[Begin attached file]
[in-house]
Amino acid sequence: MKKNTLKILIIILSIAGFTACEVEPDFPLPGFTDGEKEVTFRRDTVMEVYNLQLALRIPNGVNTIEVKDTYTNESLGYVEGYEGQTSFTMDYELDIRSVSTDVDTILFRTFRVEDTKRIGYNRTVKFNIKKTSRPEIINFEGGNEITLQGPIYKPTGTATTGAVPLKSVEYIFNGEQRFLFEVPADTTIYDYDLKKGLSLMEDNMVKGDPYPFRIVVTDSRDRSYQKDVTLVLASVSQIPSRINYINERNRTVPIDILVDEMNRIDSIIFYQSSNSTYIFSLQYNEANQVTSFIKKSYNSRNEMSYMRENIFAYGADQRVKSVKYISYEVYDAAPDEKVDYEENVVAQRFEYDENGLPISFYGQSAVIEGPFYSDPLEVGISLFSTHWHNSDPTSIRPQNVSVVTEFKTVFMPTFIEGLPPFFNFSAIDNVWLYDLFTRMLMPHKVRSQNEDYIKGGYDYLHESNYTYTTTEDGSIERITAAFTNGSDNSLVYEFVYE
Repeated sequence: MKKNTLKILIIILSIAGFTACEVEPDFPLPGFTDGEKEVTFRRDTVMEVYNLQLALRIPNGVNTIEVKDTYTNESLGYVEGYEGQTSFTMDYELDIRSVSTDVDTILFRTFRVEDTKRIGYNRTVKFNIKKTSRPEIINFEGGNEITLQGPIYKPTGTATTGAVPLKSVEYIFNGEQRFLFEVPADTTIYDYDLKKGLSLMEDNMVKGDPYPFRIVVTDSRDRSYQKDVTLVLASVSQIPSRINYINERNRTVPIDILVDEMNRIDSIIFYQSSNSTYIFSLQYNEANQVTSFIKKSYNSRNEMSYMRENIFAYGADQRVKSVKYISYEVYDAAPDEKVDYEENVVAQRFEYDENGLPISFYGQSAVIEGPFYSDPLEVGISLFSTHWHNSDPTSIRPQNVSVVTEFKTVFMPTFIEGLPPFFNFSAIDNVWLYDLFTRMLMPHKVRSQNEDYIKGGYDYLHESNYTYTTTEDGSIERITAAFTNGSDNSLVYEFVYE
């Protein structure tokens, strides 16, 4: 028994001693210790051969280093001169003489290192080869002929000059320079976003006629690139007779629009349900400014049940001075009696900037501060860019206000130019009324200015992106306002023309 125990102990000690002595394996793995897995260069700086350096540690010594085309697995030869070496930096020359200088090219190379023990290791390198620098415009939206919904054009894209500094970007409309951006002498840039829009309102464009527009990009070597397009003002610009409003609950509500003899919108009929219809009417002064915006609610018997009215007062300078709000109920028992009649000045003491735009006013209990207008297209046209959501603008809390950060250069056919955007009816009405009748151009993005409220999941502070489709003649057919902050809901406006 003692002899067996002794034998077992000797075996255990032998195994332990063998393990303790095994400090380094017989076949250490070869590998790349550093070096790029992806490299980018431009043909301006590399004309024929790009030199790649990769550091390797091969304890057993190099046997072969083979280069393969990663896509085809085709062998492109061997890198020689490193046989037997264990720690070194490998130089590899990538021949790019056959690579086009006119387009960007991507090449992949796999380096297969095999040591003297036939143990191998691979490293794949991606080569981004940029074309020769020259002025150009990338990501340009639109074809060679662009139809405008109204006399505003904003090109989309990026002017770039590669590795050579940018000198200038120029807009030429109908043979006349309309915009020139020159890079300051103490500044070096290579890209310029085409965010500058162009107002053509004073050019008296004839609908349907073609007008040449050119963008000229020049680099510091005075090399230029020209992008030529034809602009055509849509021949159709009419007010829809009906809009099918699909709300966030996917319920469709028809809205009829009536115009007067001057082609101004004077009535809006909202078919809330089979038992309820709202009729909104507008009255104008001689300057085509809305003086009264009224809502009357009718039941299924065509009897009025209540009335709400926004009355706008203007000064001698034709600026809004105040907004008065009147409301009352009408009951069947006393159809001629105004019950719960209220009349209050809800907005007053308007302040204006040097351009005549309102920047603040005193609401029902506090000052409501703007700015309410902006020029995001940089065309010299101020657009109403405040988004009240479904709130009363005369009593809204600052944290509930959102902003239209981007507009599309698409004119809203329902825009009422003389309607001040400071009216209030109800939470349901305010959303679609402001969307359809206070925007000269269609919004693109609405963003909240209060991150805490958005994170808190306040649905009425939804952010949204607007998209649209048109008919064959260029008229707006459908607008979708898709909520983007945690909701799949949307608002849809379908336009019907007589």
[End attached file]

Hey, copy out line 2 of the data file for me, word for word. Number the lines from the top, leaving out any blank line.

Amino acid sequence: MKKNTLKILIIILSIAGFTACEVEPDFPLPGFTDGEKEVTFRRDTVMEVYNLQLALRIPNGVNTIEVKDTYTNESLGYVEGYEGQTSFTMDYELDIRSVSTDVDTILFRTFRVEDTKRIGYNRTVKFNIKKTSRPEIINFEGGNEITLQGPIYKPTGTATTGAVPLKSVEYIFNGEQRFLFEVPADTTIYDYDLKKGLSLMEDNMVKGDPYPFRIVVTDSRDRSYQKDVTLVLASVSQIPSRINYINERNRTVPIDILVDEMNRIDSIIFYQSSNSTYIFSLQYNEANQVTSFIKKSYNSRNEMSYMRENIFAYGADQRVKSVKYISYEVYDAAPDEKVDYEENVVAQRFEYDENGLPISFYGQSAVIEGPFYSDPLEVGISLFSTHWHNSDPTSIRPQNVSVVTEFKTVFMPTFIEGLPPFFNFSAIDNVWLYDLFTRMLMPHKVRSQNEDYIKGGYDYLHESNYTYTTTEDGSIERITAAFTNGSDNSLVYEFVYE